Tort law, risk, and technological innovation in England.

AuthorOliphant, Ken
PositionTechnological Innovation and Civil Responsibility

This paper considers the impact of technological innovation--and the risks arising from it--on the development of English tort law in the modern era, dating from around 1750, At a time when the old forms of action were losing their grip, unprecedented social changes resulted from the Industrial Revolution and the risks that it created. New mechanisms (insurance, regulation and social welfare) were introduced to control these risks and mitigate their effects. Tort law too was obliged to adapt, and its modern contours bear the mark of this history. However, fundamental questions about the proper function of tort law relative to alternative compensatory and regulatory mechanisms remain to be satisfactorily resolved.

Cet article se penche sur l'impact de l'innovation technologique, et des risques qui en decoulent, sur le developpement du droit anglais de la responsabilite delictuelle dans l'ere moderne, qui debuta vers 1750. A une epoque ou les vieilles formes d'actions perdaient en importance, la revolution industrielle et les risques qu'elle engendra produisirent des changements sociaux sans precedent. On introduisit de nouveaux mecanismes, tels l'assurance, la reglementation et l'assistance sociale, afin de controler ces risques et d'attenuer leurs effets. Le droit de la responsabilite delictuelle dut aussi s'adapter et sa forme moderne porte encore l'empreinte de cette histoire. Cependant, des questions fondamentales concernant la fonction appropriee du droit de la responsabilite delictuelle et des mecanismes alternatifs reglementaires et de compensation demeurent irresolues.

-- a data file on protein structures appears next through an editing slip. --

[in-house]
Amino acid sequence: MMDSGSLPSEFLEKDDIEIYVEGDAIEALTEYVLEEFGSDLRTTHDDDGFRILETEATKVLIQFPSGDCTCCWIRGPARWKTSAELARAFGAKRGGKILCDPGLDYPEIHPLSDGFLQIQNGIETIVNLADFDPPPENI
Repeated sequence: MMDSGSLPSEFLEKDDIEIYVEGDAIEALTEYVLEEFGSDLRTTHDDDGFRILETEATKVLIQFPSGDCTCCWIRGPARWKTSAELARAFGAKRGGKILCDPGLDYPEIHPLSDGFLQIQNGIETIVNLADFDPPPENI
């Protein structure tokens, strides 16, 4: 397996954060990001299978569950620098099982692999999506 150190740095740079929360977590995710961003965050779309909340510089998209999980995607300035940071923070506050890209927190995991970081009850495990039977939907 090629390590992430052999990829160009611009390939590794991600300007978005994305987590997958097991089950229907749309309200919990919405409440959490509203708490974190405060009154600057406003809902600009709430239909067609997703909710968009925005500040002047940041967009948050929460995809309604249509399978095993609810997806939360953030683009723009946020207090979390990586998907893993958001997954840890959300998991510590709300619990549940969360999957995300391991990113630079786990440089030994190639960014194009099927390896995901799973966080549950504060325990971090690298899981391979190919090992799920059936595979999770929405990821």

Introduction I. Technological Innovation and its Impact on Tort Law A. Road Building and Carriage Construction: Highway Accidents in die Eighteenth and Nineteenth Centuries B. Construction and Engineering Technology: Bursting Reservoirs, Leaking Dams, and the Acceptance of Strict Liability C. Modern Transport: The Railways and the Motor Car 1. Setting the Scene 2. The Railways 3. The Motor Car D. The Industrial Workplace E. Assessing the Impact of Technological Innovation on Tort Law' II. Technologies for Controlling Risk A. Insurance B. Regulation C. Social Welfare Conclusion Introduction

This paper considers the impact of technological innovation--and the risks arising from it--on the development of English tort law. It concentrates on the latter's formative period in the decades leading up to the abolition of the old forms of action in 1875 and the transition to the modern law. (1) As the hold of the former procedural categories loosened, courts and scholars engaged in the task of rethinking fundamental questions--in particular, the proper balance between strict liability and liability for fault. (2) During broadly the same period, the Industrial Revolution--beginning around 1750--also wrought fundamental changes to English society, and brought unprecedented risks alongside the undoubted benefits. The question that arises is whether and to what extent the massive technological and social changes that resulted impacted the development of the law of tort as it acquired its modern form. (3) That is the focus of Part I of the paper.